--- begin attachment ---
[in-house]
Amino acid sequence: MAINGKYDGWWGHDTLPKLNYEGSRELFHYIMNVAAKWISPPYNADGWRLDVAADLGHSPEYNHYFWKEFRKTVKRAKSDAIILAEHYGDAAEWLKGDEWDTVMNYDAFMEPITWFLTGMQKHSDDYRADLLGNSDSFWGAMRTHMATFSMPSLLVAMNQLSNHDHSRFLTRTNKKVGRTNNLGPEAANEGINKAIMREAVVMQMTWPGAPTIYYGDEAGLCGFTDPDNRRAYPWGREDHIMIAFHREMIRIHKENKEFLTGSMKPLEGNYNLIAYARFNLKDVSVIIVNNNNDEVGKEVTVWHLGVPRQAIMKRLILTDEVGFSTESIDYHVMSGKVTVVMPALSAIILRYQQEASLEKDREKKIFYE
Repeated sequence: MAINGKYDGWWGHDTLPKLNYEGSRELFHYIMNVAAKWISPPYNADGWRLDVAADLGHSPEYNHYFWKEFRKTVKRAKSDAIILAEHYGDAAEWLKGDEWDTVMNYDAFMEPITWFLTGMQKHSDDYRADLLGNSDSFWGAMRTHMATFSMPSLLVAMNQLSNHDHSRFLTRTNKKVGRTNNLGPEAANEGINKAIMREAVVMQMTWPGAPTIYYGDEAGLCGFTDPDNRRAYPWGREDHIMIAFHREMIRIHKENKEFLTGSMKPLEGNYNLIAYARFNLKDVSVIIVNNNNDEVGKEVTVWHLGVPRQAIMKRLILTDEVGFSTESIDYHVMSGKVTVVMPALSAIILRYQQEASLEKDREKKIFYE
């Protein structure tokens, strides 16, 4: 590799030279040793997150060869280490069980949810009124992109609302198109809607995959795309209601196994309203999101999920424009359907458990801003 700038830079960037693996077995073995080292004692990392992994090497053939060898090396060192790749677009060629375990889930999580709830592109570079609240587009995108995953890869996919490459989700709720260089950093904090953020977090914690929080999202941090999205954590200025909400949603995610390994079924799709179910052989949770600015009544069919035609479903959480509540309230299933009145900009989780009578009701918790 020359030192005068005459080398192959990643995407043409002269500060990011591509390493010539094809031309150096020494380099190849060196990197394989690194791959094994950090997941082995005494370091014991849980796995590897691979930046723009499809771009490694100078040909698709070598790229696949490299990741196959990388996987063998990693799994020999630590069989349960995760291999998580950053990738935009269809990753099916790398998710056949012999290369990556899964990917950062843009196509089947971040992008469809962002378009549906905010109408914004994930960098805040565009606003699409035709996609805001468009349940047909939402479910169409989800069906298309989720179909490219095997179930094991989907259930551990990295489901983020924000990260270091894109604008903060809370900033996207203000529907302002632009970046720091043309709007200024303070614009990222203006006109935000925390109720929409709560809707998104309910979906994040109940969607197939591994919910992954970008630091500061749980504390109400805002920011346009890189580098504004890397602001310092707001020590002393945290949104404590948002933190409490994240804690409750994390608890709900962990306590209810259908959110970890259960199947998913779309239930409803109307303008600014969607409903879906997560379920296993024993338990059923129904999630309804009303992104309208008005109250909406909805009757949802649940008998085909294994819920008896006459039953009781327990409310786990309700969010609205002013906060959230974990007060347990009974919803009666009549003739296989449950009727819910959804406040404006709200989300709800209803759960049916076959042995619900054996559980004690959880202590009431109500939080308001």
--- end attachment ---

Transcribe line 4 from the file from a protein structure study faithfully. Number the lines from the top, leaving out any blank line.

């Protein structure tokens, strides 16, 4: 590799030279040793997150060869280490069980949810009124992109609302198109809607995959795309209601196994309203999101999920424009359907458990801003 700038830079960037693996077995073995080292004692990392992994090497053939060898090396060192790749677009060629375990889930999580709830592109570079609240587009995108995953890869996919490459989700709720260089950093904090953020977090914690929080999202941090999205954590200025909400949603995610390994079924799709179910052989949770600015009544069919035609479903959480509540309230299933009145900009989780009578009701918790 020359030192005068005459080398192959990643995407043409002269500060990011591509390493010539094809031309150096020494380099190849060196990197394989690194791959094994950090997941082995005494370091014991849980796995590897691979930046723009499809771009490694100078040909698709070598790229696949490299990741196959990388996987063998990693799994020999630590069989349960995760291999998580950053990738935009269809990753099916790398998710056949012999290369990556899964990917950062843009196509089947971040992008469809962002378009549906905010109408914004994930960098805040565009606003699409035709996609805001468009349940047909939402479910169409989800069906298309989720179909490219095997179930094991989907259930551990990295489901983020924000990260270091894109604008903060809370900033996207203000529907302002632009970046720091043309709007200024303070614009990222203006006109935000925390109720929409709560809707998104309910979906994040109940969607197939591994919910992954970008630091500061749980504390109400805002920011346009890189580098504004890397602001310092707001020590002393945290949104404590948002933190409490994240804690409750994390608890709900962990306590209810259908959110970890259960199947998913779309239930409803109307303008600014969607409903879906997560379920296993024993338990059923129904999630309804009303992104309208008005109250909406909805009757949802649940008998085909294994819920008896006459039953009781327990409310786990309700969010609205002013906060959230974990007060347990009974919803009666009549003739296989449950009727819910959804406040404006709200989300709800209803759960049916076959042995619900054996559980004690959880202590009431109500939080308001």